Two of the New Year rituals that spell ‘Tramore’ in my mind certainly bring this notion of past and future together in very different ways. At about ten o’clock on New Year’s Eve, my son and I make our way out to Newtown Cove to cast what we call our wishing stones. Usually we’re lucky and the moon is bright, allowing us to choose the stones which we feel are just right for us – it’s all about size, colour, texture and finding a stone that feels as if it symbolises those elements of life that are fundamentally important to us. Then in turn, we each cast our stone as far as we can out towards Brownstown and make a secret wish for the year ahead. We’ve always had the Cove to ourselves for this important ceremony in which Newtown is like a perfect amphitheatre, with its sloping cliffs, rugged rock formations, and natural acoustics. Far away, we can see the circling shadow of the light beaming from historic Hook Lighthouse.

Wishing Stones

Back home, we wait for the stroke of midnight, and then it happens. Like an ancient tribe, marking the turn of the year, three or four generations of a family across the road burst forth from their house, banging saucepans with metal spoons. Within seconds, the rest of the neighbours are out and the procession circles once, drawing the community together, and then all is silent waiting for the New Dawn.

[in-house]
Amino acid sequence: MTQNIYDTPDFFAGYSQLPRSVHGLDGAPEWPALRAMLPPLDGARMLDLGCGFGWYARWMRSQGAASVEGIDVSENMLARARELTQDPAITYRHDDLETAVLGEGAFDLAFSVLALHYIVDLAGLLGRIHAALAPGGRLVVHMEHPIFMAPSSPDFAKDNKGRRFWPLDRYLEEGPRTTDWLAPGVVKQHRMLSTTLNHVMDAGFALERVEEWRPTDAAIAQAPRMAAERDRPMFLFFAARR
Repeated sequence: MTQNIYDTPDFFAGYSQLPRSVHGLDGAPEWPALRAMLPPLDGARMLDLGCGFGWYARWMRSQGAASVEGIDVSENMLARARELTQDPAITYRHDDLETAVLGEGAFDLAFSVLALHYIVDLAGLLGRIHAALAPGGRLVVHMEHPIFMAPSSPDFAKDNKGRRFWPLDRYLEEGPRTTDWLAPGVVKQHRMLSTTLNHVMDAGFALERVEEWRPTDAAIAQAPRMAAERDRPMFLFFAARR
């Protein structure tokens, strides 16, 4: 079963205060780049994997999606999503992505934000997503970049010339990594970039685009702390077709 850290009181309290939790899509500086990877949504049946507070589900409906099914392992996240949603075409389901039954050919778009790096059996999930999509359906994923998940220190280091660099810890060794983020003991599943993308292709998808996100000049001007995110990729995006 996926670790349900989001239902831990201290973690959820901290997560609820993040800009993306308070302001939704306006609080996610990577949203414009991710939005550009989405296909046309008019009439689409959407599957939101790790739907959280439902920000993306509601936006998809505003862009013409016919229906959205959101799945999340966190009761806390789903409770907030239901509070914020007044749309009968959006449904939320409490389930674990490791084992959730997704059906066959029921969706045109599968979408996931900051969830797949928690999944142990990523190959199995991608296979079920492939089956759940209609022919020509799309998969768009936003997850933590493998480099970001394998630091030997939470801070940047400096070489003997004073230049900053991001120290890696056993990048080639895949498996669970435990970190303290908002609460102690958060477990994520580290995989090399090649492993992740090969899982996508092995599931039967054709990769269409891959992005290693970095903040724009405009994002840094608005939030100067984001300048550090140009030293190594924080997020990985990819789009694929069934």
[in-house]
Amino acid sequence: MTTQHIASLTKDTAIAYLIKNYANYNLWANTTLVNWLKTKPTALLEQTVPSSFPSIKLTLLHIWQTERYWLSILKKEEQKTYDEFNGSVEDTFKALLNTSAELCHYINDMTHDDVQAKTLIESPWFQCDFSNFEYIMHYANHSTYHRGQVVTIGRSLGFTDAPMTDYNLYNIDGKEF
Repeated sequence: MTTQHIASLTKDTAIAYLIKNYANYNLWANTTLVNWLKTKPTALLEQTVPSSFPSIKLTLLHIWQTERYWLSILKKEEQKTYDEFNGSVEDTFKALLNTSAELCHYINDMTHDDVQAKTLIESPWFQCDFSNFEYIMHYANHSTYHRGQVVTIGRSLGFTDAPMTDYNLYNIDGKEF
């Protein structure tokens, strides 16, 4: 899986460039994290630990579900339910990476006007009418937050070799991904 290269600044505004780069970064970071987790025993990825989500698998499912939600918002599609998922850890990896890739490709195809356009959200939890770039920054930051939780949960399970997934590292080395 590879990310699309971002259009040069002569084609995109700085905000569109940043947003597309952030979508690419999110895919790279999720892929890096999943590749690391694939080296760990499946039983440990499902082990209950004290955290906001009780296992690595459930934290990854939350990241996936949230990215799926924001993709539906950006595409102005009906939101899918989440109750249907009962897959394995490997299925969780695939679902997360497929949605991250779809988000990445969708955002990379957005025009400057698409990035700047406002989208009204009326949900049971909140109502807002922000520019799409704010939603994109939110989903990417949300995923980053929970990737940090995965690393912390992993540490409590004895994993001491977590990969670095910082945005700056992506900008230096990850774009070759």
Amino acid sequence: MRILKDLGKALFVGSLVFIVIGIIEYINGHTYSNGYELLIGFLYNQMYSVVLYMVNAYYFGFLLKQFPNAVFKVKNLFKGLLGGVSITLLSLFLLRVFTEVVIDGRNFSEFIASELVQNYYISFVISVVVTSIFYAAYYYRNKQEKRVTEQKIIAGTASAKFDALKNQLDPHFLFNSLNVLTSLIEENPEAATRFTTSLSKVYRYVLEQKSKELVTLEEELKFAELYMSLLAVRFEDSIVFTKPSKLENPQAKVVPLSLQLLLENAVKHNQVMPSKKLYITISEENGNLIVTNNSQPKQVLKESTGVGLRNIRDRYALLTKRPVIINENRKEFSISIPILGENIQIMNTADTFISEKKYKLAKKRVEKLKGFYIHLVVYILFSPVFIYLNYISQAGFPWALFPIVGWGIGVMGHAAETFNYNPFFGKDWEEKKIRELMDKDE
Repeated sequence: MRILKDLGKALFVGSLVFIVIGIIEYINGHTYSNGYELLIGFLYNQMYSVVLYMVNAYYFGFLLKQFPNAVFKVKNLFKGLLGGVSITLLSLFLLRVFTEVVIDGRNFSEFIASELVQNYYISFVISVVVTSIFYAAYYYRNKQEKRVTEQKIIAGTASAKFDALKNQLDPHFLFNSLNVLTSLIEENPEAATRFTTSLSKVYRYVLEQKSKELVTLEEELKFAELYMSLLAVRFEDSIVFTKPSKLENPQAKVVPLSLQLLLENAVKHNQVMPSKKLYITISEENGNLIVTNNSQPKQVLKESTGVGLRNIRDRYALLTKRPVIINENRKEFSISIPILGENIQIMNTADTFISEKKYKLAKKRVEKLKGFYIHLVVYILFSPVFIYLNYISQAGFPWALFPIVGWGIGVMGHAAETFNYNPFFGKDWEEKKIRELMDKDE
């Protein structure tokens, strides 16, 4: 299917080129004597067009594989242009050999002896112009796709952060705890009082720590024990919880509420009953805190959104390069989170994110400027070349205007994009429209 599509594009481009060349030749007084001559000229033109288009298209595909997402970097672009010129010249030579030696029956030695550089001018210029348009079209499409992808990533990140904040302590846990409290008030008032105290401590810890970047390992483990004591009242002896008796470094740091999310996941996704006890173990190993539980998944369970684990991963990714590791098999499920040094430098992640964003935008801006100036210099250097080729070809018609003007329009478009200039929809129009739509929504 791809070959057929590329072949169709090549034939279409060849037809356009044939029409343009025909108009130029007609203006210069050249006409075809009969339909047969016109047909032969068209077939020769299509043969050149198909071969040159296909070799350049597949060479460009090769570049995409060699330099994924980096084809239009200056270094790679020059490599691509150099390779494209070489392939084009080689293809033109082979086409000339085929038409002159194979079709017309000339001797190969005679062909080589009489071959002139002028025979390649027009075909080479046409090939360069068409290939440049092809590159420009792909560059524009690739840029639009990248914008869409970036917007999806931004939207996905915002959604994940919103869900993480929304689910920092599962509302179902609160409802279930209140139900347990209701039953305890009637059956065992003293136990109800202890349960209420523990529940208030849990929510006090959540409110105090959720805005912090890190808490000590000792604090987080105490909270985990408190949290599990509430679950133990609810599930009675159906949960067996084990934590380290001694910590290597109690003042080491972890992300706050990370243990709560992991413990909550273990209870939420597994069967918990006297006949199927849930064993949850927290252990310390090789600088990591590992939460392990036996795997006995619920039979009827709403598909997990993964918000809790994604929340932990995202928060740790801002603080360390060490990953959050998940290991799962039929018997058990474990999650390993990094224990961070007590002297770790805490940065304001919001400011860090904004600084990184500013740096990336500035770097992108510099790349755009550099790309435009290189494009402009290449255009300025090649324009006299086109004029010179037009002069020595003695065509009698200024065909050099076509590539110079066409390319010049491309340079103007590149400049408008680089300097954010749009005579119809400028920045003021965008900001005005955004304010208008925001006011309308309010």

Reading a 1940s book called The English at the Seaside that I bought at an auction in Keighery’s of Waterford, I was stunned to find the name Dr Richard Russell popping up in relation to founding the fame and fortunes of Brighton through his advocacy of the health benefits of sea-bathing. Dr Russell has always been mentioned as a key person, along with Bartholomew Rivers, in influencing the development of  Tramore as a popular seaside spa and resort from around 1750 onwards.
This little bit of history, coupled with a nostalgic look through pictures of bathing huts, bands on Promenades and the evolution of bathing costumes, including the ladies two-piece, which seems to have been around since antiquity, but only as a bikini since 1946, plunged me into thoughts of the coming season.

Tramore – Annestown Road

The lengthening days, the first tentative show of early snowdrops and crocuses and the opening of the racing calendar for 2012 at Tramore Racecourse, with the blaze of jockeys colours, give us a glimpse of what is ahead. What immediately springs to my mind are the daffodils that will line the road between Tramore and Annestown, the bluebells in Newtown Wood, people eating al fresco at the Vee Bistro, Gallwey’s Café and Chris’s Pancake Shop; the return of the lifeguards and the flags to advise the multitude of bathers; the colourful buckets and spades of happy children playing on the beach; the reappearance of the newly painted boats at the Pier; the array of kites and kite surfers who will join the hardy all-year surfers in the wavey sea; the whirring colours and lights of the Merries; circuses from all round the world;  blankets of sea pinks on the Back Strand; the ripe sweet-smelling fruit on the familiar table of the Strawberry Man on Priest’s Road, whose big green umbrella and warm smile will tell us that Summer has truly come.

Sea Pinks